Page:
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"Half of them might vote for Bush, half might not,"

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says Joey Smith, who works at the Gateway Tire Center in Corinth, Miss. Smith was talking about his co-workers, but his sentiments about sum up the South. Here's a scattering of what we heard.

Dennis Machado, Smith's colleague at Gateway: "I'm voting for "none of the above.'"

Jennifer Perry, a waitress at Sarge's Shack, Pulaski, Tenn.: "I'm very patriotic, born and raised Republican. My whole family, everyone, even my uncles, is Republican. They're all for Bush."

Linda Beecham, Jennifer Perry's mom, chuckling at her daughter's comment: "I want Bush out of office as soon as possible. Everything is being taken away from common people. What has Bush done to protect us? Absolutely nothing."

Tom Beecham, Linda's husband: "No comment. I'm not a Democrat, if that helps. I have to live with this woman."

Morris Williams, Lawrenceburg, Tenn.: "I'm not a member of any political party. My first vote for president was for Richard Nixon. I still think he was maligned. I just size up the individual. I supported the first George Bush. I did not support the present George Bush, and I won't again. I don't find him to be qualified, and I strongly don't agree with our entry into Iraq."

Becky Williams, Morris' wife, who is very proud of her fried apple and blueberry pies: "You shouldn't mix pies and politics."

Ralph Crain, watching a high-stakes game of checkers played with wine bottle caps between Bobby Owen and Tony Ingram in Holly Springs, Miss.: "Ain't never voted, and I don't see why I should. This game is a lot more important than any voting."

Storm, one of the dancers from the Caberet near Memphis: "I have a religious thing against government. In the Bible, it says one person will rule the world before Jesus comes, and that person is the Antichrist. He's supposed to declare world rule. The only person I know who's trying to do that is George Bush."

Donald Steadham, retired polo pony blacksmith from Foley, Ala.: "I'll vote for Kerry. Hell, yes. I'm a Democrat. I can tell you this about Kerry, he's not a Republican. Bush ain't done nothing for us, you know that. We didn't have no damn business over there in EYE-rack."

Nancy Belemere, who drives a horse-drawn carriage in New Orleans' French Quarter: "The world hates us, and that's got to stop. Down here in the French Quarter, there are a lot of progressive people. We're working people. ... In the Quarter, we're for Kerry. Uptown, where the money is, it's Bush country."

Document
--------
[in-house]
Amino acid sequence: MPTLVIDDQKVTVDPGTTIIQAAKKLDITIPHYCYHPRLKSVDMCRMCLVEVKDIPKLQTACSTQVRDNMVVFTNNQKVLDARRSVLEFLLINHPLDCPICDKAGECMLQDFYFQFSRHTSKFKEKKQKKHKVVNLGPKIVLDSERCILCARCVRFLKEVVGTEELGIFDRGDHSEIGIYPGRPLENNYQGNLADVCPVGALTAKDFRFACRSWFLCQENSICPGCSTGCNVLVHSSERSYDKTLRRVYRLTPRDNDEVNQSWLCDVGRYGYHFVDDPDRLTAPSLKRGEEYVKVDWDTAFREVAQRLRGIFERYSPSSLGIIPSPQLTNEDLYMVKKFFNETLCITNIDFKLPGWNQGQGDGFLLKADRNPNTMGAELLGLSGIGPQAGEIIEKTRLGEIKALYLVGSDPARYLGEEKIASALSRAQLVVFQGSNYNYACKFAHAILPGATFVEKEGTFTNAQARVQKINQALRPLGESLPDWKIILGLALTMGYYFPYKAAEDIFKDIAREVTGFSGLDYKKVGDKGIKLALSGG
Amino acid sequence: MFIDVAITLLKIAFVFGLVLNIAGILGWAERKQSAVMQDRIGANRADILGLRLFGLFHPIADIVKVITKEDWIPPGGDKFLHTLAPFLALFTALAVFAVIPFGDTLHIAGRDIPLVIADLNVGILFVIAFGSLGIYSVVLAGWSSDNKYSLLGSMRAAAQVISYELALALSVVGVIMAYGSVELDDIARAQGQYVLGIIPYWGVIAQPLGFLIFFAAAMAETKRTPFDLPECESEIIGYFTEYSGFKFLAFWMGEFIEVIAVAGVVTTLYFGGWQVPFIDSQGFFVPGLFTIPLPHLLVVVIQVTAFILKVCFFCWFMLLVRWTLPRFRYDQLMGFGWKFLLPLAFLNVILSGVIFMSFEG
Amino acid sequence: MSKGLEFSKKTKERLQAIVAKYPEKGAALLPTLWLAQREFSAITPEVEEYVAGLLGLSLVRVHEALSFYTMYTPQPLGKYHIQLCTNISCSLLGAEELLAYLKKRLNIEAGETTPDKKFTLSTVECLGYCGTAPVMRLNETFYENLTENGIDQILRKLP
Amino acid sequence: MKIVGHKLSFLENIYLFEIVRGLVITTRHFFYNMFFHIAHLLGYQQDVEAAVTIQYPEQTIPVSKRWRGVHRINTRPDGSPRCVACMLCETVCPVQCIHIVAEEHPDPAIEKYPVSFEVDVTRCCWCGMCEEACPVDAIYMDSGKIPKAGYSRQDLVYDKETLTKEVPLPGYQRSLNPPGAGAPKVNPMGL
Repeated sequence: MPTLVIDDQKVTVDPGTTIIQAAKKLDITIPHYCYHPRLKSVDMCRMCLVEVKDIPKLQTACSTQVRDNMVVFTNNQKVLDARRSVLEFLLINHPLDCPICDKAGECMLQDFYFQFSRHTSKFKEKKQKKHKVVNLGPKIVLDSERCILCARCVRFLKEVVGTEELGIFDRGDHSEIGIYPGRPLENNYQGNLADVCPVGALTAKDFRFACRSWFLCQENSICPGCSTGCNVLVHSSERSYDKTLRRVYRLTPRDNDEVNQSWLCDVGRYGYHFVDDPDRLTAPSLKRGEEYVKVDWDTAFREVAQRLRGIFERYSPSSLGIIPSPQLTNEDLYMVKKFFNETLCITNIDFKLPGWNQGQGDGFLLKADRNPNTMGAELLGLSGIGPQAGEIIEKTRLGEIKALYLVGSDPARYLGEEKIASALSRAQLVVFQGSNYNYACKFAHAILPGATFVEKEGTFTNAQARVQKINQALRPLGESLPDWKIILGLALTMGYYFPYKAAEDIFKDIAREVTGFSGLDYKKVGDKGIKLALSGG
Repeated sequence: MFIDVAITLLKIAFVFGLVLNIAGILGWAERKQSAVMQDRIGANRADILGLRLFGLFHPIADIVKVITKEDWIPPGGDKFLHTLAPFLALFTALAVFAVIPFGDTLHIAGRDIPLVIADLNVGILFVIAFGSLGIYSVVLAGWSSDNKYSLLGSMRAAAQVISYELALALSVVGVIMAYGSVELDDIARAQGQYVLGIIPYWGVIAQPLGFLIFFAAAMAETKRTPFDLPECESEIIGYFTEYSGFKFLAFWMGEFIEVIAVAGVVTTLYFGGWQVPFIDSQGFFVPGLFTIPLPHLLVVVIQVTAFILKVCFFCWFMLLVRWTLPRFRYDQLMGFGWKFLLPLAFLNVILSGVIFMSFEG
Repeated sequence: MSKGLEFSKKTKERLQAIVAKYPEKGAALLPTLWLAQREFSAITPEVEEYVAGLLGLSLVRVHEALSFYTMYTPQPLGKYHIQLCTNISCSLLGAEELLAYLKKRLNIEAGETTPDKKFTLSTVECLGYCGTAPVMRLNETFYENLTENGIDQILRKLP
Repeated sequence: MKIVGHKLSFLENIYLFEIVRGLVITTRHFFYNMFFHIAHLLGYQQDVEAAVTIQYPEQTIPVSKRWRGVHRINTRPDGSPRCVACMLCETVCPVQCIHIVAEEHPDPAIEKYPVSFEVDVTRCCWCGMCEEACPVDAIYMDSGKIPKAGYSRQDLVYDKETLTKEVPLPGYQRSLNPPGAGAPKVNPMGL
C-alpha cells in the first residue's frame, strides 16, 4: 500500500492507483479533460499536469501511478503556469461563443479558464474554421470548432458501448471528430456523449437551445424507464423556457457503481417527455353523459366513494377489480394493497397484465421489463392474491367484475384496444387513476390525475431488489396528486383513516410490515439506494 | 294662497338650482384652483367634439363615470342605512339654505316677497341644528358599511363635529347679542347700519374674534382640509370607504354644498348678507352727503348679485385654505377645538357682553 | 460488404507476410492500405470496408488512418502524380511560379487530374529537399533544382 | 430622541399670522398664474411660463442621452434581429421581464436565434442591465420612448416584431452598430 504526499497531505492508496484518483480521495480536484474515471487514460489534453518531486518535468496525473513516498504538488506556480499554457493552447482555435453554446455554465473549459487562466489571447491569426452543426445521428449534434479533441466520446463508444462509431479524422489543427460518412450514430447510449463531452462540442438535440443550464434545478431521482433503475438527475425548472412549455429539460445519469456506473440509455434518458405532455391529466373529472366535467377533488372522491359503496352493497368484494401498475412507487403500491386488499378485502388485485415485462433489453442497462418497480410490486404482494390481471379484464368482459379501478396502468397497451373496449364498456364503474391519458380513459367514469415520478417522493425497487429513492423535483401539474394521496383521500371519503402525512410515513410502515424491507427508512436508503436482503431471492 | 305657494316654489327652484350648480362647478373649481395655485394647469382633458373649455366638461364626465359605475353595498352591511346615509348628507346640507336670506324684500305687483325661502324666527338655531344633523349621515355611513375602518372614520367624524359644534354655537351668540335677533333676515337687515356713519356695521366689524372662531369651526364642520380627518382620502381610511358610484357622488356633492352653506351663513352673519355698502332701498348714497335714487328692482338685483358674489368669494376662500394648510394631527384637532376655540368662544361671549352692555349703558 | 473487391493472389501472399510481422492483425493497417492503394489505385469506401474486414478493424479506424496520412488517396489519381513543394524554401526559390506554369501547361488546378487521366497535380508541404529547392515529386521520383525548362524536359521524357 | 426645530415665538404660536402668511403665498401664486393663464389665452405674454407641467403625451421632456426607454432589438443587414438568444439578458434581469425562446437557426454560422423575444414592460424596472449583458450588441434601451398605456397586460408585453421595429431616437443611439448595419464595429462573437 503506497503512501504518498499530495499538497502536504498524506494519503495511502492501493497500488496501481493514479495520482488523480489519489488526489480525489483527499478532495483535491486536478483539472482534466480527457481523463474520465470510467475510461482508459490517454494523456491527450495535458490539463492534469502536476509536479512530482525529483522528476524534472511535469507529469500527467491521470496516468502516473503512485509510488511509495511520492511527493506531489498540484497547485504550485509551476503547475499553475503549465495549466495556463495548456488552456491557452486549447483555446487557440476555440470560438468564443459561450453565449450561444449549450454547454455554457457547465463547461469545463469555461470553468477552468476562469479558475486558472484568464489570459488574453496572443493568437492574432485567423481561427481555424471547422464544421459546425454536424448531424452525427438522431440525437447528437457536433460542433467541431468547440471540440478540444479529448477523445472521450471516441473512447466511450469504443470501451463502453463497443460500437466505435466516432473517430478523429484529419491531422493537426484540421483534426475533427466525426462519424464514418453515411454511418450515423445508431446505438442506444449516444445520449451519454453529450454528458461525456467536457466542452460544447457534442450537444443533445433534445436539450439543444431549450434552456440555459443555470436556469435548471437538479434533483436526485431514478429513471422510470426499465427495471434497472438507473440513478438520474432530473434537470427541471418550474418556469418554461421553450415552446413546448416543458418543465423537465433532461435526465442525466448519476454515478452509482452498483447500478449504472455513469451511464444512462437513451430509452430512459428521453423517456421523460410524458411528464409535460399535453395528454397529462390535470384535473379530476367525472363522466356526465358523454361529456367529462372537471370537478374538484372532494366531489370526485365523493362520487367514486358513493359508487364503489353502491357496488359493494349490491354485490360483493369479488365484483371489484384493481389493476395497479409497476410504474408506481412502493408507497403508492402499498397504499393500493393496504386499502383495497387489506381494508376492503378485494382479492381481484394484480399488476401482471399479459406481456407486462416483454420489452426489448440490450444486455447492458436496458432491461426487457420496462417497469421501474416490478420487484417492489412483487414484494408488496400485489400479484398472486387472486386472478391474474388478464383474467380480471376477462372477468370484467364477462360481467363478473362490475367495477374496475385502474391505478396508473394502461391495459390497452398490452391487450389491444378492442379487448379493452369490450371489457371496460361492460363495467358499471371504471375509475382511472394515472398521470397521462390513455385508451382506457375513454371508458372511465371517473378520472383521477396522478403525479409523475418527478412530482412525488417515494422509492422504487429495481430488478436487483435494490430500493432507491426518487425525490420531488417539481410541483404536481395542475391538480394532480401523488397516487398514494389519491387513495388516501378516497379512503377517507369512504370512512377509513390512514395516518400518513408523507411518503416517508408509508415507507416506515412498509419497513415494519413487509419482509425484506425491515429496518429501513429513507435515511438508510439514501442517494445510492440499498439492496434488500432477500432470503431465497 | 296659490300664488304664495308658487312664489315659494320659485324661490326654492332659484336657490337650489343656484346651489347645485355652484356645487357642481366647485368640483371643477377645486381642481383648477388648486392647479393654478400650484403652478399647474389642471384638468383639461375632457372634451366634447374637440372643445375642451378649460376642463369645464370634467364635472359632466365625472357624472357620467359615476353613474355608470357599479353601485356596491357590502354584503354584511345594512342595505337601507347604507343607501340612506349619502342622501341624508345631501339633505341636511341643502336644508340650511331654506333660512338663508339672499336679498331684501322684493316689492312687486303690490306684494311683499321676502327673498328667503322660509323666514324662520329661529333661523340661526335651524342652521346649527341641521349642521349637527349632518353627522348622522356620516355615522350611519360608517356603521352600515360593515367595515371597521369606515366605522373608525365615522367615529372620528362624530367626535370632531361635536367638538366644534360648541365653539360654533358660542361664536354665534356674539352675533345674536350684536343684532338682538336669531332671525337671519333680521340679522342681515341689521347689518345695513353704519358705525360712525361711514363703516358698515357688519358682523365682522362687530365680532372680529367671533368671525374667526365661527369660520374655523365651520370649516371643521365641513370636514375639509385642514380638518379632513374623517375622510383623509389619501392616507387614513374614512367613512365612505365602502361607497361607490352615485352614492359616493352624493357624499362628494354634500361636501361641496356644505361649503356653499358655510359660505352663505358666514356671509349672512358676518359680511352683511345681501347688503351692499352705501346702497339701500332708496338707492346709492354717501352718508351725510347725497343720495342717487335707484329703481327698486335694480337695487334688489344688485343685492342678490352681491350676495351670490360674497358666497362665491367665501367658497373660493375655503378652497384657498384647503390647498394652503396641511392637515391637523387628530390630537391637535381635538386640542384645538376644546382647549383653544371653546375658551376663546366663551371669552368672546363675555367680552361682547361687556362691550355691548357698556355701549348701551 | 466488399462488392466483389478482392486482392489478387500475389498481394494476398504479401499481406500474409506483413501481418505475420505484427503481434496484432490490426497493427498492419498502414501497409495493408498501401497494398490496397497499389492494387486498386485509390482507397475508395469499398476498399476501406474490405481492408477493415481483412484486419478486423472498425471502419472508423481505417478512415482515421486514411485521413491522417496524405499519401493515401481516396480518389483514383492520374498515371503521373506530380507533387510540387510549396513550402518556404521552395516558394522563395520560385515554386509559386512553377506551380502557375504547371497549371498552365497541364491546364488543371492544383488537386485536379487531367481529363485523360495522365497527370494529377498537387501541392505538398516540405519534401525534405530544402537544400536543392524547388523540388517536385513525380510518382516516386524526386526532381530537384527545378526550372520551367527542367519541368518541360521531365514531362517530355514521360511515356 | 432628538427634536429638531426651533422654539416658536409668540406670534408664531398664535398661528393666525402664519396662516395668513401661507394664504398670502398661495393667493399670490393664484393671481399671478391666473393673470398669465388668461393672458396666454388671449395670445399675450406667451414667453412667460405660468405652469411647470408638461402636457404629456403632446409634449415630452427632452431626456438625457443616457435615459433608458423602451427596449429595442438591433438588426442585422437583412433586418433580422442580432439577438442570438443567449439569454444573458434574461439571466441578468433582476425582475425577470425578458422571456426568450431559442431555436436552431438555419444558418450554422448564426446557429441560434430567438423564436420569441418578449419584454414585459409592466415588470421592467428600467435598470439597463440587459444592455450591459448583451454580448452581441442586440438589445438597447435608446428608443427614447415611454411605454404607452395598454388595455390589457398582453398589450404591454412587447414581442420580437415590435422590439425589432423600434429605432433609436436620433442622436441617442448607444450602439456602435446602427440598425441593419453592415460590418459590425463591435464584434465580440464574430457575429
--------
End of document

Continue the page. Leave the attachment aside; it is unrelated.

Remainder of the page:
Barbara Turner, Greenville, Ga.: "I have to stay with Bush. We can't make a change in the middle of a war. I understand about the economy and all. Even if I liked Kerry more, and maybe I do, I'd still say I have to stay with Bush."

Kim Snow, Libertarian candidate for the Florida Legislature, Tampa: "The PATRIOT Act is a big issue. These so-called conservatives are killing our liberties. That law violates our core civil liberties. We cannot give away our liberties out of fear. Trading freedom for security will not lead to a better nation."

Harry Teasley, past chairman of the libertarian Reason Foundation, Tampa: "This [presidential race] is the worst choice we've ever had. Who they're giving money to may be different, but the outcome is the same."

Ed McNeely, pastor of Mission by the Sea, Alligator Point, Fla.: "I think my neighbor has got the hurricanes figured out. He told me, "I think it's Bush. Look how one hit Florida, went to Washington D.C. and came back around to Texas. Bush, Bush and Bush.' He has this sign in his front yard: "I'm a U.S. citizen, and I approved this message: No more Bush.'"

Jilverto Gutierrez and Gustavo Mendoza, construction workers, Charleston, S.C. Both speak fluent English, but when asked about politics, they shake their heads and Mendoza smiles: "No comprendo mucho."

Al Rushing, owner of New Orleans Cigar Factory: "No politics in here. I say something political, and half the people leave. No opinions in here."

Mike Jones, Acona, Miss.: "If there was a politician that would step up and promise to get rid of 90 percent of government, that's who I'd vote for."

Pat McVey, Helena, Ark.: "Most of us would vote for [Bill] Clinton in a heartbeat. He knows how to get along. Rich folks back Bush, poor folks back Kerry. There aren't enough rich folks here to elect anyone."

Willie Lee Anderson, Lula, Miss.: "So, I think I'm voting for [Al] Gore. I know Gore isn't running. But he won last time and they wouldn't let him be president. So I'm for voting for him again. But if I can't, I'll vote for Kerry. I'm a Democrat. I don't know no sensible black man or woman who isn't a Democrat."

Phyllis Firetag Hyman, in front of her family's seafood restaurant, Charleston, S.C.: "My son doesn't like me to talk about politics and religion. But I'm not very good at taking orders. I saw that movie Fahrenheit 9/11, and I'm sorry, but you can't convince me Bush isn't the right man for the job. Bush is such a wonderful supporter of Israel, so that's why I support him. But a lot of my Jewish friends don't feel that way. They'll vote for Kerry. That's what America is all about, isn't it? We're all still friends, I hope, after the election."

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